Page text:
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Herb curious


Last night we ate pollo saltado, which translated to English means jumping chicken. It’s a Peruvian dish that in this variation included slices of chicken, tomatoes, onions, sweet peppers and parsley topped off with French fries.

I made Zyla a little plate and she loved it, especially the french fries. I already have to bribe her, allowing one small bite of a fry for every bite of chicken. Oh the fun we are in for!!!

Anyway, the dish had a lot of parsley in it and after Zyla, 13 months,tjndc5-5b20amzshcg1hbozfk3i_thumbnail.jpg managed to get some in her mouth, not to mention her cheeks and neck, I started thinking about the benefits of this herb.

Parsley apparently is an anti-oxidant, increases saline secretion and improves digestive activity. Sounds all good, but last night Zyla refused to go to sleep, pitching a major crying fit which subsided after we took her out of bed and allowed her to play for another 20 minutes. Maybe she wasn’t tired just then, I thought.

After she did go to sleep, she woke up about two hours later, again hysterical, lasting maybe 5 minutes. It was curious to us because ever since Zyla was 3 months old, she has slept through the night, rarely ever waking before the sun.

I wondered today if it had anything to do with the parsley she ate. I don’t know why I’m eyeballing the parsley as the culprit and not the onions or sweet peppers. Maybe it had nothing to do with food. She wasn’t gassy or any other issues you get from indigestion.

Herbs can be powerful, so I guess that may be why I’m fixating on it. Anyone have any thoughts on feeding baby herbs?

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This entry was posted on Thursday, May 1st, 2008 at 4:04 pm by Marcela Rojas. You can follow any responses to this entry through the RSS 2.0 feed.
Category: chicken, herbs, parsley




About this blog
You make it, they eat it, right?

As most parents soon discover, feeding a family is rarely that easy, whether its nursing a fussy newborn or trying to get a hot meal into a squirming toddler (or attempting both at the same time.) And that's not even the days when work runs late, the main course burns, or your adventurous little sushi eater announces from now on she will only eat food that is pink.

As parents ourselves, we've been there, done that, even learned a few tricks along the way. And we're pretty sure so have you. Maybe together we can make eating together as a family -- gulp! -- fun again.

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About the authors
Hema Easley Hema Easley has been a reporter for The Journal News since July 2002, first covering municipal government and then nonprofit agencies, women's issues and the South Asian and Muslim community in the Lower Hudson Valley. In her previous job, Hema was a correspondent for the Associated Press in South Asia. She lives with her husband and two sons in Orange County.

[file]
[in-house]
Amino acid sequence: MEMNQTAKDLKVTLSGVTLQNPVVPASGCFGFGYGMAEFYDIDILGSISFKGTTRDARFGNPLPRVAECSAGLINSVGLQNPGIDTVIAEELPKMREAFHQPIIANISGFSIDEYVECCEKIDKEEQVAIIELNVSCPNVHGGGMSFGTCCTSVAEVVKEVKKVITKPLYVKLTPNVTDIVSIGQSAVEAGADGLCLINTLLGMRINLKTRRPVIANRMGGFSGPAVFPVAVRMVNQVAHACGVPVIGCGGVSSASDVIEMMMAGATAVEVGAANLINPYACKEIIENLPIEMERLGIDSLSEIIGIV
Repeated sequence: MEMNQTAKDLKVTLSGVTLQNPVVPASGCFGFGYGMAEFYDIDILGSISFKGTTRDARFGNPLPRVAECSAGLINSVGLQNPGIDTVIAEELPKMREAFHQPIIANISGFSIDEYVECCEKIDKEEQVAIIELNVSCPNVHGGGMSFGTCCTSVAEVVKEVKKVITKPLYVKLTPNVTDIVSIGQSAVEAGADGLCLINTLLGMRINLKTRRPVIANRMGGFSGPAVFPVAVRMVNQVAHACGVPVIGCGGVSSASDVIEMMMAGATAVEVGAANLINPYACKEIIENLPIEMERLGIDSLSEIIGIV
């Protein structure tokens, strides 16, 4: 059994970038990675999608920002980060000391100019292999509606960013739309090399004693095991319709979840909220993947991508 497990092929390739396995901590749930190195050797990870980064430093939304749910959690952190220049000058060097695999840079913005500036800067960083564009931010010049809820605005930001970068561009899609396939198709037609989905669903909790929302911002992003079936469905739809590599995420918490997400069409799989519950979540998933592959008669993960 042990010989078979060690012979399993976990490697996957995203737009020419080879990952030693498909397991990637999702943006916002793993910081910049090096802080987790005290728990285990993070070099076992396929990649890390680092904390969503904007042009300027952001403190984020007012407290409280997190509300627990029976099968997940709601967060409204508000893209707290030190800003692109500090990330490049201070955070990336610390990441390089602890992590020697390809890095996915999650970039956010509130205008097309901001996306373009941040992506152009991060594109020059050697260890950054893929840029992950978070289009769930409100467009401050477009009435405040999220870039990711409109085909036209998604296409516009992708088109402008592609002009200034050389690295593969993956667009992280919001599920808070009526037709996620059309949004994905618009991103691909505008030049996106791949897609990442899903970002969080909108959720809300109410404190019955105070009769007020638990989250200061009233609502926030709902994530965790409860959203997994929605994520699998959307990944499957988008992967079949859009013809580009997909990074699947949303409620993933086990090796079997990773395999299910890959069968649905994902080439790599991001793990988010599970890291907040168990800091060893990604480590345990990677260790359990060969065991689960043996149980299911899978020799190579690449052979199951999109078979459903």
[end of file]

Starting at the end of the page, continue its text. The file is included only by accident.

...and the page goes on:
KatieKatie Ryan O'Connor, a Journal News editor and 35-year-old mother of three, never quite appreciated the work that went into feeding kids until she had to do it herself as a mother. If she had a food-and-kids philosophy it would be something like this: try your best to offer as much healthy food as possible, but sometimes fruits just have to be counted as vegetables and there are far worse things than chicken and spaghetti. Again.
TraceyTracey Princiotta, a 37-year-old mother of one, loves to cook, bake and eat, and is relieved that her son appears to be equally willing to chow down -- even if it's baby food and formula right now. Despite her husband's intense aversion to vegetables, she has high hopes of nurturing a true chowhound who will try everything at least once. And if all else fails, she's not above sneaking veggies into other foods.
Marcela Rojas Marcela Rojas has been a municipal reporter with The Journal News since January 2003. She is a native of Putnam County and grew up eating Peruvian food. She didn't realize until she was 13 that rice did not come with everyone's meal. After several years of living in Los Angeles -- where she grew a fondness for Thai food -- she returned to Putnam County where she now lives with her husband and daughter. Zyla (rhymes with Lilah) just turned 1 in March and, so far (her mother is pleased to note), loves to eat everything.
Swapna Venugopal Swapna Venugopal Ramaswamy, a Journal News reporter, started her career as a journalist in 1999 after graduating with a master's degree from New York University. Before joining the paper in 2006, Swapna worked as a municipal reporter for the Home News Tribune in New Jersey, and took a baby sabbatical to care for her two children, now ages 7 and 5. She has currently outsourced feeding her children and husband to her mother, who is visiting from India. Her friend and colleague Katie O'Connor, informs Swapna that she wouldn't mind being fed Indian food by her mother, too.
Randi Weiner Randi Weiner has been a reporter with The Journal News since 1989, having covered police, government and schools in Westchester and in Rockland. An Ohio native and 1976 graduate of Bowling Green State University, she worked for daily newspapers in Ohio and Michigan before moving east. She has tended bar and danced in a beledi troup and sat on the boards of two community theaters. She plays mandolin with the Shamrogues, Connecticuts largest Irish band. Randi lives in Connecticut with her husband and has three children.

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